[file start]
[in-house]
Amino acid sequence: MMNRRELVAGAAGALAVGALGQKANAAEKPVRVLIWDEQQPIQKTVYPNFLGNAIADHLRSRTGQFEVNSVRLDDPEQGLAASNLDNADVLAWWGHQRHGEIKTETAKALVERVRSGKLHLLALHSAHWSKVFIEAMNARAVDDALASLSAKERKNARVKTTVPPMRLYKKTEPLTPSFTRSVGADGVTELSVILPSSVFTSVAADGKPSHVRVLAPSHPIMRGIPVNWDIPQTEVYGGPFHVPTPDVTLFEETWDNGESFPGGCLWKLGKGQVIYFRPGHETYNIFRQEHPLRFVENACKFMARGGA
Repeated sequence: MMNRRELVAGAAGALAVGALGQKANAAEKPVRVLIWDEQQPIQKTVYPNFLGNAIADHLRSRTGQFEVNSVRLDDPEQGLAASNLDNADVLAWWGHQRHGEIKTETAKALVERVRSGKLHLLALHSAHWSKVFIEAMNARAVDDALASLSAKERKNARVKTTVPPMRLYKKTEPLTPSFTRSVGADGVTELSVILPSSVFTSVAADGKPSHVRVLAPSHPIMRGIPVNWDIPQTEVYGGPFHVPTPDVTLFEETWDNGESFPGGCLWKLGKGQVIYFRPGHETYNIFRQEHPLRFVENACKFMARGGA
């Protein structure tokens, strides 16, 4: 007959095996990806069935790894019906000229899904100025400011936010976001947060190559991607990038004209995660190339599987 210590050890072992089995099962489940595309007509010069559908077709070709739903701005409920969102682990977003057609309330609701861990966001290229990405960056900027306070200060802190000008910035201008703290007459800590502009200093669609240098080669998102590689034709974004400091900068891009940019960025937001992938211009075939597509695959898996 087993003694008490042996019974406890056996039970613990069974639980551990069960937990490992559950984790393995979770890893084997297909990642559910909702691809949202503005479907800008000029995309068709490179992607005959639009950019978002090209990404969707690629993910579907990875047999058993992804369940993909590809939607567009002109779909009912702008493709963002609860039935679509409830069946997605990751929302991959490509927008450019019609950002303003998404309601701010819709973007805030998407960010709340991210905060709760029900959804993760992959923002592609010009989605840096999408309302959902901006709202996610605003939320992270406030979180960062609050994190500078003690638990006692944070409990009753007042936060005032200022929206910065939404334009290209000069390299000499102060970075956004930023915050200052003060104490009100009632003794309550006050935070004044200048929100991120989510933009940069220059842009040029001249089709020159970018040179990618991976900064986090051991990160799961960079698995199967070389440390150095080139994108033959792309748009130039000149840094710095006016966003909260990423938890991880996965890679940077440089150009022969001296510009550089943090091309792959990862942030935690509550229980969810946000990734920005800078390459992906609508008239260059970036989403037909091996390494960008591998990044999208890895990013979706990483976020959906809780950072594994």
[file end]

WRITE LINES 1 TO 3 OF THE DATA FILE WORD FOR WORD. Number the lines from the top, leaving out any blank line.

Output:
[in-house]
Amino acid sequence: MMNRRELVAGAAGALAVGALGQKANAAEKPVRVLIWDEQQPIQKTVYPNFLGNAIADHLRSRTGQFEVNSVRLDDPEQGLAASNLDNADVLAWWGHQRHGEIKTETAKALVERVRSGKLHLLALHSAHWSKVFIEAMNARAVDDALASLSAKERKNARVKTTVPPMRLYKKTEPLTPSFTRSVGADGVTELSVILPSSVFTSVAADGKPSHVRVLAPSHPIMRGIPVNWDIPQTEVYGGPFHVPTPDVTLFEETWDNGESFPGGCLWKLGKGQVIYFRPGHETYNIFRQEHPLRFVENACKFMARGGA
Repeated sequence: MMNRRELVAGAAGALAVGALGQKANAAEKPVRVLIWDEQQPIQKTVYPNFLGNAIADHLRSRTGQFEVNSVRLDDPEQGLAASNLDNADVLAWWGHQRHGEIKTETAKALVERVRSGKLHLLALHSAHWSKVFIEAMNARAVDDALASLSAKERKNARVKTTVPPMRLYKKTEPLTPSFTRSVGADGVTELSVILPSSVFTSVAADGKPSHVRVLAPSHPIMRGIPVNWDIPQTEVYGGPFHVPTPDVTLFEETWDNGESFPGGCLWKLGKGQVIYFRPGHETYNIFRQEHPLRFVENACKFMARGGA